Read the grammar explanation and do the exercise.

When we talk about something that happened in the past we sometimes want to refer back to something that happened before that time. We can use the past perfect tense (had + past participle) to do this.


Look at these two sentences.


  • John left the house at 7:30 yesterday morning.
  • Mary rang John’s doorbell at 8:15 yesterday.

Both actions happened in the past so we use the past simple tense. But look at how we can combine the sentences.

  • Mary rang John’s doorbell at 8:15 yesterday but John had already left the house.

We use the past perfect (had left) because the action happened before another action in the past (Mary rang the doorbell.)

Look at some more examples of the past perfect.

  • When Mrs Brown opened the washing machine she realised she had washed the cat.
  • I got a letter from Jim last week. We’d been at school together but we’d lost touch with each other.

The past perfect is used because they were at school before he received the letter. It refers to an earlier past.

Look at these 2 sentences.

  • James had cooked breakfast when we got up.
  • James cooked breakfast when we got up.

In the first sentence, the past perfect tells us that James cooked breakfast before we got up. In the second sentence, first we got up and then James cooked breakfast.

Past perfect continuous

The past perfect can also be used in the continuous.

  • I realised I had been working too hard so I decided to have a holiday.
  • By the time Jane arrived we had been waiting for 3 hours.

The most common mistake with the past perfect is to overuse it or to use it simply because we are talking about a time in the distant past.

For example we would not say

The Romans had spoken Latin

but rather

The Romans spoke Latin

because it simply describes a past event, and not an event before and relevant to another past event.

Remember that we only use the past perfect when we want to refer to a past that is earlier than another time in the narrative.



Language level

Intermediate: B1


Hello bnpl,

I understand, and I hope you understand why we might think that what you posted was a homework task. We have to be careful!

It's not really possible for us to go through such a long list of examples and explain each one. Please remember that our main job is to maintain the site and add new material; helping users with questions they have is something we do when we have time, and writing long explanations of multiple examples simply isn't feasible for us.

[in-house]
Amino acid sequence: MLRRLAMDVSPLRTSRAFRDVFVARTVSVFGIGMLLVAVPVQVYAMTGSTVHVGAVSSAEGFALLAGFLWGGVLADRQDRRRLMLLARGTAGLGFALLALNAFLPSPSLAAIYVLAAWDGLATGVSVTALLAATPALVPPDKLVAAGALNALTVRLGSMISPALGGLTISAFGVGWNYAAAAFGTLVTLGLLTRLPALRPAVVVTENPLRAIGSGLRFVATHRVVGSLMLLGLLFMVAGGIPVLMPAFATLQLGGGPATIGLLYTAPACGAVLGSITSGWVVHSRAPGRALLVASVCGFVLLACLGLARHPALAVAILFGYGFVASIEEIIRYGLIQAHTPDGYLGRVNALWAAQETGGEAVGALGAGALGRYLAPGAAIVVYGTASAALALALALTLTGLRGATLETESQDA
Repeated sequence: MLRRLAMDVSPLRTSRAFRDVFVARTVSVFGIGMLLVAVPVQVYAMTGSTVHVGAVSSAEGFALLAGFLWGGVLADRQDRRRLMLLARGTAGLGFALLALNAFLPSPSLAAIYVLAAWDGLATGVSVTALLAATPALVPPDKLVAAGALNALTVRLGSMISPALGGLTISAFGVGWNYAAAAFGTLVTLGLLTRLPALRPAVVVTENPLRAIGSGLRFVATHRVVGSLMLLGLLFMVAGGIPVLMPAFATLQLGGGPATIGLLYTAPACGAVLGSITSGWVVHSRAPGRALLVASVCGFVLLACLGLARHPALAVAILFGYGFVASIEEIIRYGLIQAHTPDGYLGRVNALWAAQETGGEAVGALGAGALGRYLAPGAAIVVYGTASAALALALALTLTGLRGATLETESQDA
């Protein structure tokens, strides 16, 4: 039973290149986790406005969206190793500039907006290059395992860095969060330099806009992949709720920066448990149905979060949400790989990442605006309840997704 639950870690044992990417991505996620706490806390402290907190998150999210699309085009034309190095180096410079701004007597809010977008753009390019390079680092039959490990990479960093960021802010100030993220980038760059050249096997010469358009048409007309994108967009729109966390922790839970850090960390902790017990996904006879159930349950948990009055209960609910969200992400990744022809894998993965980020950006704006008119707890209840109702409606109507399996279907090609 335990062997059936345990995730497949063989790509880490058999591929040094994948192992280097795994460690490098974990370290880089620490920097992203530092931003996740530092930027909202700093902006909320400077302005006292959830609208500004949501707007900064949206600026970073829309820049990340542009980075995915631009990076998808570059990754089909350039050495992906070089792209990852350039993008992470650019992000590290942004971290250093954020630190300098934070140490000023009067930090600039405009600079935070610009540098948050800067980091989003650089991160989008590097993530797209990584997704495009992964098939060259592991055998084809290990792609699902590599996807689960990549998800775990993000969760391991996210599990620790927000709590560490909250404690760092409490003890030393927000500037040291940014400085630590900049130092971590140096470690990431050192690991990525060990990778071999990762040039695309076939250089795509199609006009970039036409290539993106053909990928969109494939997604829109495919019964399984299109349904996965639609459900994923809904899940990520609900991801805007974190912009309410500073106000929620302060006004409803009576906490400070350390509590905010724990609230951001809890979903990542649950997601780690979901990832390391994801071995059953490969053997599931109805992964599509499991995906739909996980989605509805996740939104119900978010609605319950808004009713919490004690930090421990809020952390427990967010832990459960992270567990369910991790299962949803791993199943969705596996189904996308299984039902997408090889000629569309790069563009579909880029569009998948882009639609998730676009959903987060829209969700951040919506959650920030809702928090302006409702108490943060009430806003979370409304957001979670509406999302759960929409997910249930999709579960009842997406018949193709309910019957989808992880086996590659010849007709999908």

Please choose two or three examples and we'll be happy to comment on them for you. Please also post them in the comments section on the question tags page, so that other users who are learning about question tags will be able to see your question and our answer and learn from it.

Best wishes,


The LearnEnglish Team

Dear Peter,

Thank you for letting me know something about the job of The LearnEnglish Team. I thought some teachers were there to deal with the problems about English of English learners. Actually, the fact is not what I supposed.

Anyway, I’d like thank the LearnEnglish Team members for the time contributed to answering my questions about English.

By the way, the comments section on the “Question Tags” page cannot be found. Now that I’ve no idea where to post the relevant questions. Would you please get back to me what I should do at your earliest convenience?

Thank you for your kind attention.


Hello bnpl,

I think a good place to post your question is this page. That is a page about questions, though not question tags specifically.

Best wishes,


The LearnEnglish Team

..hi can someone clear my mind about when do we use to/for?? please send me more examples.thanks

Hi iamginalynlopez,

These words are used in a great variety of ways, far too many for me to list here! You can see definitions and examples in our Cambridge Dictionaries Online (just type the word into the search window and click 'Look it up!'). If you have any particular examples you'd like to ask about then we'll be happy to try to explain them for you.

Best wishes,


The LearnEnglish Team

Hi there! Is it possible to combine past perfect and past continuous in one sentence?
Ex. I had slept when someone was turning on and off the lights.

Thank you in advance.

Hello moonshadow1008,

It is possible, but not in this way. The past perfect shows an action at a time before another action in the past which is in some way related to it. The second action needs to be on ongoing activity for the continuous to be appropriate, which means it need a quite particular context. For example:

I had forgotten that she was walking home.

I had already finished the exam but she was still writing it.

Best wishes,


The LearnEnglish Team

Hi Peter. Thank you for your response. I am a little confuse though. In what particular context can we use past continuous with past perfect? Could you explain further? Is there a certain name for that context?

Thank you.

Hi moodshadow1008,

I'm not sure what else I can say - the answer I gave gives as clear a definition as I can:

The past perfect shows an action at a time before another action in the past; the second action needs to be on ongoing activity for the continuous to be appropriate.

It also provides two examples. There is no name for the context - it is just a logical context for the meanings of the tenses.

Best wishes,


The LearnEnglish Team

Hi there
I wanted to ask a question about vocabulary how to improve it, and i have Word Power Made Easy by Norman Lewis can i use this book for vocabulary particularly for IELTS. For me its taking too long 3 to 4hrs per day learn new words.